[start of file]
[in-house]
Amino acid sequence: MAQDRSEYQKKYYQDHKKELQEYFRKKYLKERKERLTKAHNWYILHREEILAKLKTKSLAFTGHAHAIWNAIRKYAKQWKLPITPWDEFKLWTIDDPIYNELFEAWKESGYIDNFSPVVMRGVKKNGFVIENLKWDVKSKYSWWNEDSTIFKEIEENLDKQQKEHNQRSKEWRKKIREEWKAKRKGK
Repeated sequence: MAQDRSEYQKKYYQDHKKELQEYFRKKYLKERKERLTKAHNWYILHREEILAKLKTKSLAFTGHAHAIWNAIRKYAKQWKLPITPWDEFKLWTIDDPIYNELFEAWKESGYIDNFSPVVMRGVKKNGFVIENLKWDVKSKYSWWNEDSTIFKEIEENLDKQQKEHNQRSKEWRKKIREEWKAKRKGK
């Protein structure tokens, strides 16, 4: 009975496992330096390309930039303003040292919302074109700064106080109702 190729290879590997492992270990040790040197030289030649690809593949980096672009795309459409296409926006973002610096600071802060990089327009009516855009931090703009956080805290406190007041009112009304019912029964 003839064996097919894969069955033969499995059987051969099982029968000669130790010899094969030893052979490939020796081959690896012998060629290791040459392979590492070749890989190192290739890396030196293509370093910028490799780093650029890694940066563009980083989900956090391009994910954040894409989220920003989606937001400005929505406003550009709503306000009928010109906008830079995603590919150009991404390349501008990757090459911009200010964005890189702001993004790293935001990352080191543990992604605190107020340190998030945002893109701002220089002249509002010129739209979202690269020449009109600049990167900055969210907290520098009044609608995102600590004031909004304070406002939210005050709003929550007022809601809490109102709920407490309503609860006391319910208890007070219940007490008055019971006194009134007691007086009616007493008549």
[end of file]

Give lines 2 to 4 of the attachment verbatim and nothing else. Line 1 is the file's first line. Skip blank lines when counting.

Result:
Amino acid sequence: MAQDRSEYQKKYYQDHKKELQEYFRKKYLKERKERLTKAHNWYILHREEILAKLKTKSLAFTGHAHAIWNAIRKYAKQWKLPITPWDEFKLWTIDDPIYNELFEAWKESGYIDNFSPVVMRGVKKNGFVIENLKWDVKSKYSWWNEDSTIFKEIEENLDKQQKEHNQRSKEWRKKIREEWKAKRKGK
Repeated sequence: MAQDRSEYQKKYYQDHKKELQEYFRKKYLKERKERLTKAHNWYILHREEILAKLKTKSLAFTGHAHAIWNAIRKYAKQWKLPITPWDEFKLWTIDDPIYNELFEAWKESGYIDNFSPVVMRGVKKNGFVIENLKWDVKSKYSWWNEDSTIFKEIEENLDKQQKEHNQRSKEWRKKIREEWKAKRKGK
């Protein structure tokens, strides 16, 4: 009975496992330096390309930039303003040292919302074109700064106080109702 190729290879590997492992270990040790040197030289030649690809593949980096672009795309459409296409926006973002610096600071802060990089327009009516855009931090703009956080805290406190007041009112009304019912029964 003839064996097919894969069955033969499995059987051969099982029968000669130790010899094969030893052979490939020796081959690896012998060629290791040459392979590492070749890989190192290739890396030196293509370093910028490799780093650029890694940066563009980083989900956090391009994910954040894409989220920003989606937001400005929505406003550009709503306000009928010109906008830079995603590919150009991404390349501008990757090459911009200010964005890189702001993004790293935001990352080191543990992604605190107020340190998030945002893109701002220089002249509002010129739209979202690269020449009109600049990167900055969210907290520098009044609608995102600590004031909004304070406002939210005050709003929550007022809601809490109102709920407490309503609860006391319910208890007070219940007490008055019971006194009134007691007086009616007493008549």